Theme: God’s Faithfulness in Life and in Death
In this week’s lessons, we see how we are to approach God when we are in need, and what our response ought to be to his help.
Scripture: Psalm 116:1-19
The experience of his having been sick, of having prayed and of having God answer him so clearly and powerfully left such an impression on the psalmist that he spent some time reflecting on it. In yesterday’s study, we looked at three reflections, which are presented in random order: 1) “The LORD is gracious and righteous …full of compassion” (v. 5); 2) “The LORD protects the simplehearted” (v. 6); and 3) “Be at rest once more, O my soul” (v. 7). Today we look at two more reflections from this second part of the psalm.
4. “You … have delivered my soul from death … that I may walk before the LORD in the land of the living” (vv. 8, 9). The point here is that God delivers his people not only that they might have an appreciation of his grace and that they might rest in him, but also that they might get on with living for him, walking with him, and following after him. In other words, there is work to do. If they have been spared from death, it is so they might be useful to God by doing it. One commentator said that resting in God is a matter of our confidence in God; walking before him has to do with our obedience.
Further on in the psalm the writer spells this out a bit more, for he adds as if to explain what walking before the Lord means:
O LORD, truly I am your servant;I am your servant, the son of your maidservant (v. 16).
When we read that today we probably think of two things, both of them part of Jesus’ teaching about discipleship in the New Testament. First, we are called not only to be servants, but to follow Jesus as his disciples even to death. He said, “If anyone would come after me, he must deny himself and take up his cross daily and follow me” (Luke 9:23). Walking obediently before God really does mean being a servant. As Paul wrote to the believers at Corinth, “You are not your own; you were bought at a price. Therefore honor God with your body” (1 Cor. 6:19, 20).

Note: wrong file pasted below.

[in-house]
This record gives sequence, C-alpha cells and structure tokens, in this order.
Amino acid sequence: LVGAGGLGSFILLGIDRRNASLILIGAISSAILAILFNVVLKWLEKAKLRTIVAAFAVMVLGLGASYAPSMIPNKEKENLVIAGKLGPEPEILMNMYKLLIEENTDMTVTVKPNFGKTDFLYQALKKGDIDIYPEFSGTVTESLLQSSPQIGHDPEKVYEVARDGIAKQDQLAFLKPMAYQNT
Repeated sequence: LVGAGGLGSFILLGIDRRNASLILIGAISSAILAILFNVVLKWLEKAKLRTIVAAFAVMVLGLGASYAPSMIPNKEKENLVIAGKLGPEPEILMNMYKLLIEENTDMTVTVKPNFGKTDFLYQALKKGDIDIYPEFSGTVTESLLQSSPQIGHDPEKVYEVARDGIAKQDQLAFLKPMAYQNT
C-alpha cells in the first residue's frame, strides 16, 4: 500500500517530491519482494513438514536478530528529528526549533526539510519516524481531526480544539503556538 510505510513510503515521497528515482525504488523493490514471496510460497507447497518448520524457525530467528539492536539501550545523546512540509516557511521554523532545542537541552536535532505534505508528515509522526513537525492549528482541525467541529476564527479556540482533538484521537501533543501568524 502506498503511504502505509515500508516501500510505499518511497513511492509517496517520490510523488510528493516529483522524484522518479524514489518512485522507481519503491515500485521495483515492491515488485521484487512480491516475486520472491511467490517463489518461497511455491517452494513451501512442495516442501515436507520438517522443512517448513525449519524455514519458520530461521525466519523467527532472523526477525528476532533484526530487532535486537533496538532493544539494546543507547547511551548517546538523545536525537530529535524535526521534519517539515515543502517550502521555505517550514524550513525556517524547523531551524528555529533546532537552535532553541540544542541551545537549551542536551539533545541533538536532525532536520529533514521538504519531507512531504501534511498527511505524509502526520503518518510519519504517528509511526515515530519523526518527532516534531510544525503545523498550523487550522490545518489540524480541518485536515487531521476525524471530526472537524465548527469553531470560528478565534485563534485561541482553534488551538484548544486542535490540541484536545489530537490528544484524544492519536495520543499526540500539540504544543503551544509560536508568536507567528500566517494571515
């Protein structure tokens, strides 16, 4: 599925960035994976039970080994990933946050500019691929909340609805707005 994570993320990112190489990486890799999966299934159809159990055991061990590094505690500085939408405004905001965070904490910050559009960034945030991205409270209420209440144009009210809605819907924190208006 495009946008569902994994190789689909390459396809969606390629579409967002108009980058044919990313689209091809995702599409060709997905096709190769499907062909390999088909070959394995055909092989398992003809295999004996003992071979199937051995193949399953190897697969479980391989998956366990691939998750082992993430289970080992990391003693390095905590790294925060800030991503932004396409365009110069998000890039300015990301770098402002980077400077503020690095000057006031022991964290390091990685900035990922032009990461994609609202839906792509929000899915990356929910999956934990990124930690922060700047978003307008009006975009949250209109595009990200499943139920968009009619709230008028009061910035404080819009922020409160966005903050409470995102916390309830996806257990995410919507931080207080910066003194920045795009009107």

Second, we remember that notwithstanding the fact that we are called to be God’s servants, Jesus also said, “I no longer call you servants, because a servant does not know his master’s business. Instead, I have called you friends, for everything that I learned from my Father I have made known to you” (John 15:15). This means that although we are still called to serve God—Jesus is our Master, not we his—our service is nevertheless to be an informed service, so that we serve, not blindly but with understanding and love. Paul told the Ephesians, “Do not be foolish, but understand what the Lord’s will is” (Eph. 5:17).
If we are to make sense of this teaching by Paul and of the conclusion drawn by the psalmist in verse 9, we are going to have to study the Bible since there is nowhere else where the will of God is disclosed. Above all else, the Bible is an unfolding of the mind of God. It is where we find what God demands of us, how far short of those demands we have fallen, and of what God has done in Christ to return us to himself. We find that what God demands of us now is that we “believe in the one he has sent” (John 6:29).
5. “Precious in the sight of the LORD is the death of his saints” (v. 15). The final lesson the psalmist learned as he reflected on God’s grace in his sickness is that God is particularly close to his people when they stand at death’s door. This seems to involve at least two things. One is that God watches over his people when they are sick or dying, coming close to them and making his presence known so that they have comfort in death’s hour. The second thing is that he frequently intervenes and does not allow them to perish. In either case, the Lord only does what is best.
Here is the way Paul spoke of death: “If I am to go on living in the body, this will mean fruitful labor for me. Yet what shall I choose? I do not know! I am torn between the two: I desire to depart and be with Christ, which is better by far; but it is more necessary for you that I remain in the body” (Phil. 1:22-24). One thing is certain: the people of God are immortal until their work is done.
What are two additional conclusions the psalmist draws from his experience?
What does it mean to be walking before the Lord?
Explain Jesus’ teaching about what it means to be a disciple.
Why does Jesus call us his friend? Why does it not negate our role as servant?
How can we have an informed service?
How can we approach death?
Prayer: Pray for those you know or hear about who are in their last days. Pray that God will give them comfort.
Key Point: The Bible is an unfolding of the mind of God.